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  • irishtimes.com - Posted: November 30, 2011 @ 6:58 pm

    Currency Woes and the Dance of the Seven Veils

    Deaglán de Bréadún

    There is a very strange atmosphere in political circles arising from the uncertainty about the future of the Euro. There has never been anything quite like it in recent decades.

    People are openly wondering what happens to their savings if the Euro goes bye-bye and we see a return of the Punt.

    What happens to the value of your wages/salaries and the value of your house or apartment? Will there be a substantial discount if one currency is replaced by another?

    There is always a tendency in political and media circles for emotion to get a little out of hand. Steady nerves and a stiff upper lip are needed, some would say.

    But that isn’t really enough on this occasion. The problems of the currency need to be sorted out.

    Personally speaking, I have long been an advocate of a hard currency. On assignment in Moscow for this newspaper in 1994, I saw the effect of a major currency devaluation on people’s pensions and their standard of  living.

    To this day, I remain haunted by the sight of mothers and elderly folk selling their household goods on the street, outside the underground railway station, the famous Moscow Metro.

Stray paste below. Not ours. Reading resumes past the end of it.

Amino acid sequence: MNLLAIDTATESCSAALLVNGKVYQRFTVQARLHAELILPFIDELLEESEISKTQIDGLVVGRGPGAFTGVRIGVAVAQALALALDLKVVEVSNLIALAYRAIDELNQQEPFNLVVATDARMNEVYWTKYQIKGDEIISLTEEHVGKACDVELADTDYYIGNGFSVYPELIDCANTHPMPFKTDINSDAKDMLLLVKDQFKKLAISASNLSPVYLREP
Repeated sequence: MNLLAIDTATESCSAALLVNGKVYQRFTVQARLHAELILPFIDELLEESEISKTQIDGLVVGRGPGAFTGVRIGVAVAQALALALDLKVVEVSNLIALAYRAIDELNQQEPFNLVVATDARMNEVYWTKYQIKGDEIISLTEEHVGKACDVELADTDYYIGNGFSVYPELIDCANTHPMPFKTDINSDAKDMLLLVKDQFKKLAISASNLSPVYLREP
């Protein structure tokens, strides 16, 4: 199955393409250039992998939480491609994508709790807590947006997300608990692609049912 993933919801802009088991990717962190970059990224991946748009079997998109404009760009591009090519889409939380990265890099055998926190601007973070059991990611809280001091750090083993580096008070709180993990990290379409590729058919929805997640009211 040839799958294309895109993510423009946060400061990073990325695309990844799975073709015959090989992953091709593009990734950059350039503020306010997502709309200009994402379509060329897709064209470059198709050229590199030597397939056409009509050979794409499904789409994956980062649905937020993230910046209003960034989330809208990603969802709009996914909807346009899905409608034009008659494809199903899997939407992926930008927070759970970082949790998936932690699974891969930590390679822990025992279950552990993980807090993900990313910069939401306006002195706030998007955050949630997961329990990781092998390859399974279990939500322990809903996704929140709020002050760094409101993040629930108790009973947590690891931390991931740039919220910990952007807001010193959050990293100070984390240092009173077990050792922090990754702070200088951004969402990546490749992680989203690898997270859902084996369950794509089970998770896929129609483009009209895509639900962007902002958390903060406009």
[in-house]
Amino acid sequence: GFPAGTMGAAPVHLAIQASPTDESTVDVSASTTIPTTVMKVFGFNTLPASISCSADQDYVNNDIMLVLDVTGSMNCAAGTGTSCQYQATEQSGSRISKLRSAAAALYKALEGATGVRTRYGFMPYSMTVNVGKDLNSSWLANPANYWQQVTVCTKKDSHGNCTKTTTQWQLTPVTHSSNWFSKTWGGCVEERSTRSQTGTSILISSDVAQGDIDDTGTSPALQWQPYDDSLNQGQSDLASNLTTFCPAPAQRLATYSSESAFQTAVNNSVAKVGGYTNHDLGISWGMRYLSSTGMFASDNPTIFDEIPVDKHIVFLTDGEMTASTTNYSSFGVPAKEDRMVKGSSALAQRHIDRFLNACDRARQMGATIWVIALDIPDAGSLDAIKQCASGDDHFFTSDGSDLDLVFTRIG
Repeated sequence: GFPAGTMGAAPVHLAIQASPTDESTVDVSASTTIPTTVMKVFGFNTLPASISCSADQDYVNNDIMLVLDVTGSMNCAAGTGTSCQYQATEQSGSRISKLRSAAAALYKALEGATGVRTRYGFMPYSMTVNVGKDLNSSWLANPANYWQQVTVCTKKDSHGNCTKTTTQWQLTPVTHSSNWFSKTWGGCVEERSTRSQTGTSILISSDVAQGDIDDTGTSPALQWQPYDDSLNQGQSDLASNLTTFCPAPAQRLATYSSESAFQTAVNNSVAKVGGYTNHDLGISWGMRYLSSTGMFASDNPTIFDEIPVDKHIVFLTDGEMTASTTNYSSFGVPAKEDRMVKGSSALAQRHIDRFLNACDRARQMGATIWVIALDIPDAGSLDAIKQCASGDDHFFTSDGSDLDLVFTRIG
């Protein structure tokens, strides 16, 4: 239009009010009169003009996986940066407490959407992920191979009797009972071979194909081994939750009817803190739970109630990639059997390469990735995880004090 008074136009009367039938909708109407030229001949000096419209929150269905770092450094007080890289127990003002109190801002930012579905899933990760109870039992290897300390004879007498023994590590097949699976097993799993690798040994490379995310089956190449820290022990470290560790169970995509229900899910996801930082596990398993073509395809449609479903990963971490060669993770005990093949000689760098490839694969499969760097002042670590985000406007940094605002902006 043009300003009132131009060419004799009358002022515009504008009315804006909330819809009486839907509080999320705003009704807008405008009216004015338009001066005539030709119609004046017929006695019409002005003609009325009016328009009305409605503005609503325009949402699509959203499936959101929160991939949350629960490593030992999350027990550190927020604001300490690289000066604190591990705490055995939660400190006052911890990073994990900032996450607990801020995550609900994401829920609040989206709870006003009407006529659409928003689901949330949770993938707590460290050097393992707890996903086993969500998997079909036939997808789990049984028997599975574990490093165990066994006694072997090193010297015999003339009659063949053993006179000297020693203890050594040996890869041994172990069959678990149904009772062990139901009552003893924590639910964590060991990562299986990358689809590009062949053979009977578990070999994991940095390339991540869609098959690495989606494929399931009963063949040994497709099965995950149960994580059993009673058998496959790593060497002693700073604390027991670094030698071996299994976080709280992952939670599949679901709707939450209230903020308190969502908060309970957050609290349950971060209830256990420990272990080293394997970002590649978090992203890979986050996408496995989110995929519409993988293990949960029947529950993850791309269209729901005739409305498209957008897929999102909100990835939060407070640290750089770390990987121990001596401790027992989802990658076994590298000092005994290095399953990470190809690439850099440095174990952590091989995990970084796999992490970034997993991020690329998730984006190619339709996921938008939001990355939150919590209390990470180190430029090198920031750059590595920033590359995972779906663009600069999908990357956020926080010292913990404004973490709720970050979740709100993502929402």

Other side-effects ensued: there was a massive increase in prostitution when even middle-class women were forced into it as a means of ensuring there would be food on the table.

    Ironically, what emerged in the aftermath of the Soviet Union’s collapse proved to be a very good illustration of Marx’s comments about the cash-nexus as the basis of human relationships in a capitalist society.

    Meanwhile, our own budgetary process proceeds apace, with next Monday and  Tuesday set for the last part in the Dance of the Seven Veils.

    It can now be said that, in the process of establishing the common European currency, our EU leaders forgot the old dictum that “The devil is in the detail”.

    Lax standards and regulation have led to the present mess. It is very hard to enforce proper standards when you haven’t got a unitary state.

    The Germans have a point when they say we all need to clean up our act – but is it too difficult in a sprawling community of many nations and is it too late in any case? Fingers crossed!

    • RPE McCarthy says:

      the gerries are right but reform and a lender of last resort need to happen in parallel.

    • Desmond FitzGerald says:

      Deaglán, No one will lose their savings, as they are guaranteed and anyone stupid enough to have all their savings in one account or two accounts with the same bank group needs their head tested.

      Hopefully scenes of stupid people Q-ing to take their money out of Northern Rock in the UK and making the situation even worse won’t happen in Ireland.

      No one in Iceland lost their pension or their savings.

      There will be no return to the punt because the solution to this mess is actually pretty easy and the problem is not financial, it’s political.